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‘GREMLINS’ ON WAY TO SUMMIT

Analyst David Essing:
‘No Israeli Intention To Start Building 3,500 Ma’ale Adumim Housing Units In Near Future’

‘Defense Ministry Announcement Was Result Of Poor Publicity’

Broadcast April 7th, 2005 on IsraCast.com



Bush - Sharon
(Photos:Amit Shabi)

Both Israeli and U.S. officials have been working hard to clear up one flap after another in the run-up to next week’s summit meeting between U.S. President George W. Bush and Prime Minister Ariel Sharon at the Bush ranch in Crawford Texas. First, there was the leak of what American Ambassador Dan Kurztzer did or did not say; and then the flak over Israel building 3,500 new housing units linking Ma’ale Adumim on the West Bank with Jerusalem.

David Essing reports:

Listen to the Report (4:37)

Israeli officials are emphatic: ‘There is no decision to start building 3,500 housing units linking Ma’ale Adumim and Jerusalem!’ The finger is being pointed at Israel’s Defense Ministry for a ‘poor publicity’ decision shortly before the Bush – Sharon summit.


Ma'ale Adumim

Prime Minister Ariel Sharon was unaware the Defense Ministry was about to announce that all the administrative red tape had been cleared away for the construction project. Israeli officials stress that this in no way means that the ‘bulldozers will now be sent in to start clearing the ground’ for the big construction project. On the contrary, it could take another few years before building begins. One official does not rule out the possibility that a cabinet vote will be taken in the future on when to start building. So, from Jerusalem’s point of view the whole affair is nothing more than a storm in a teacup and this is likely to be the tenor of the message that Ariel Sharon conveys to George Bush in Crawford Texas. But officials in Jerusalem do not hide their feelings - ‘the timing was terrible’ for the Defense Ministry to make the announcement. Sharon officials also deny it was for domestic Israeli consumption.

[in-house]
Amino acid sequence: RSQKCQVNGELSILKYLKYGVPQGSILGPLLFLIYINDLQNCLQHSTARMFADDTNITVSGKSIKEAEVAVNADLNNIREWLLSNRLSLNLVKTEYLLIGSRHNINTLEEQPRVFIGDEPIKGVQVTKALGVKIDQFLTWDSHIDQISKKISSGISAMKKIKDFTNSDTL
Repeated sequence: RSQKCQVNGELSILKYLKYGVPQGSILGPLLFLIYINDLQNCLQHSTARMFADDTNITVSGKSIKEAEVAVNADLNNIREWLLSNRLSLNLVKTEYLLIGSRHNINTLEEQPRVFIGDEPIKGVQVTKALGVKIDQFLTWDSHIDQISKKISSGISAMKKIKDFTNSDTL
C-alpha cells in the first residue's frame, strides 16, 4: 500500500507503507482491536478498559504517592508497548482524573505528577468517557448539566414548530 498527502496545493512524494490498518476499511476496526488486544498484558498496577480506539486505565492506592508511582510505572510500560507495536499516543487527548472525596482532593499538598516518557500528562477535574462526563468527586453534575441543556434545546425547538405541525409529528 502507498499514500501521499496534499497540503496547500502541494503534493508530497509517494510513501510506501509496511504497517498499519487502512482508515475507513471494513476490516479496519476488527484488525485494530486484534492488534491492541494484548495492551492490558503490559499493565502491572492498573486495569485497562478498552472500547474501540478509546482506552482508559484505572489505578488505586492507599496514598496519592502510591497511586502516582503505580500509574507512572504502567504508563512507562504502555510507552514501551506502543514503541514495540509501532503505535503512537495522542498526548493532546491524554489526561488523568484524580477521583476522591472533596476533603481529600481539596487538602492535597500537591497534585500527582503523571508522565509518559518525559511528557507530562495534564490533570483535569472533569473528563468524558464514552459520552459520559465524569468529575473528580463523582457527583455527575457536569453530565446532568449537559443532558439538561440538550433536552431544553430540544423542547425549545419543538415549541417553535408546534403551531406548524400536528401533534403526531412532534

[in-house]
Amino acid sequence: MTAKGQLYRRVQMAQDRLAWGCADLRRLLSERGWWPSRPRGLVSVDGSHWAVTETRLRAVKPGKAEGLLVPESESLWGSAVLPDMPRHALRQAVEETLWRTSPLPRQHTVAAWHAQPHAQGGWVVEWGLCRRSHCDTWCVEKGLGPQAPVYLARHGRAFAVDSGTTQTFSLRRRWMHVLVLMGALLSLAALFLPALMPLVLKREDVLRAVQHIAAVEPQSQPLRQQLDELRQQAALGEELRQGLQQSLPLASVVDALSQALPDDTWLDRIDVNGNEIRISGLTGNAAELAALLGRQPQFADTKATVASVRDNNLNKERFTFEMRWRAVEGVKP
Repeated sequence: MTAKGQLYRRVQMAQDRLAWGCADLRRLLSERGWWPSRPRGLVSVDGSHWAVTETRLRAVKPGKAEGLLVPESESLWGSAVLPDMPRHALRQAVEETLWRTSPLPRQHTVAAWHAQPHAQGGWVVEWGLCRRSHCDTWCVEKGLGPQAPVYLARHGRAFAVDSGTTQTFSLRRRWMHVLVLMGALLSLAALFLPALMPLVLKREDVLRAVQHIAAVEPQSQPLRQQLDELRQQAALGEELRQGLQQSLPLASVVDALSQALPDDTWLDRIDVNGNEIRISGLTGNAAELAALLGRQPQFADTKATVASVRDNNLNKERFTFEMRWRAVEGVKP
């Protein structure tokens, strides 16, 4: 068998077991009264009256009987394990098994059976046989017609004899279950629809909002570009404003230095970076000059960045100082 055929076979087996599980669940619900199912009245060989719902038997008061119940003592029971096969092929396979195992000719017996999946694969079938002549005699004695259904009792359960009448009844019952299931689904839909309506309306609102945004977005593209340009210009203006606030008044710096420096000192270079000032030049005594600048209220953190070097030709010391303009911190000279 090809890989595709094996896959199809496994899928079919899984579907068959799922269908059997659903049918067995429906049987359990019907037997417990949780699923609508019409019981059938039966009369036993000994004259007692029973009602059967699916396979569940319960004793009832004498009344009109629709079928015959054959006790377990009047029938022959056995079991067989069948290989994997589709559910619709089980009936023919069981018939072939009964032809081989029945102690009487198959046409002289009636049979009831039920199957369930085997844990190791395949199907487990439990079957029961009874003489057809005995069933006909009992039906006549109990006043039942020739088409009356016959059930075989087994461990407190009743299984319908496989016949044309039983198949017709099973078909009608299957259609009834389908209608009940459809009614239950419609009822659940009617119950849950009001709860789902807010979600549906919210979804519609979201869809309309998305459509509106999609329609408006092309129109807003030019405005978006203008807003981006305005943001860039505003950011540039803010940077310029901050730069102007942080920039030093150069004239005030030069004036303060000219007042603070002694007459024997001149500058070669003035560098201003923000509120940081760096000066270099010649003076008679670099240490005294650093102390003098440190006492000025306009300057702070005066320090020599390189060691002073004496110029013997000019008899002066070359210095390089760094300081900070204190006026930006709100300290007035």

Briefing the Knesset Foreign Affairs and Defense Committee this week, Sharon was quoted as saying: ‘I do not see the issue as a problem’. The Prime Minister had apparently meant to convey that he was not about to start construction; however, some interrupted it as meaning the opposite. The fact that Shimon Peres and his Labor colleagues have not gone on the warpath is a pretty good indicator the government will not start the project any time soon.

Sharon officials do not see the latest flap as taking center-stage at the Crawford summit. There is no question that Israel and the U.S. do not see eye to eye on settlement building; Bush views it as a ‘No-No!’ whereas Sharon talks of building for ‘natural growth’ of the communities. Look for the two leaders to come up with some of Henry Kissinger’s ‘constructive ambiguity’ to gloss over this rough patch. The signs from both Washington and Jerusalem are that both sides want this eleventh Bush - Sharon confab to be as successful as the previous ten. That is, if no other gremlin gets into the act.

The two leaders have enough on their plates with Israel’s Gaza withdrawal this summer and then, how to roll it into kicking off the Roadmap process. Vice Premier Shimon Peres has been trying, without success, to get the Palestinians to coordinate the withdrawal and the World Bank to buy the settlers’ homes. The question is what if anything the U.S. and the other ‘Quartet’ members might have in mind, beyond Secretary Condoleezza Rice’s appeal to Israel not to carry out a ‘wholesale destruction’ of the evacuated settlers’ property.

At the summit, Sharon can be expected to make clear that he will not go for any ‘short-cuts’ to implementing the Roadmap. He insists that Palestinian President Mahmoud Abbas must make good on his commitment to dismantle the terror organizations and confiscate illegal weapons before there is a return to the conference table. The IDF intelligence briefing this week was not encouraging. The current lull in massive terror attacks (Pegueem) is deceiving. The terror groups are rebuilding their weapons arsenals including the development of Qassam rockets on the West Bank, which could put them within range of the big Israeli population centers of Tel Aviv and Jerusalem. Moreover, those Strella anti-aircraft missiles smuggled into the territories from Egypt are still unaccounted for. Sharon is taking a big calculated risk, some argue too big, although he warns that Israel’s reaction will be ‘very severe’ if the Palestinians dare attack while Israeli civilians are evacuating their homes in the Gaza Strip and 4 Samaria settlements.

In addition, with threats on the Temple Mount, assassination plots, Hezbollah and who knows what else, the countdown to the July 20th withdrawal date will be anything but serene, even if Sharon has navigated his course through a stormy political sea.

David Essing, ISRACAST, Jerusalem


Transcription done by Yael Yaffe-Last
Studio Production by Avi Yaffe Jerusalem Recording Studios LTD.

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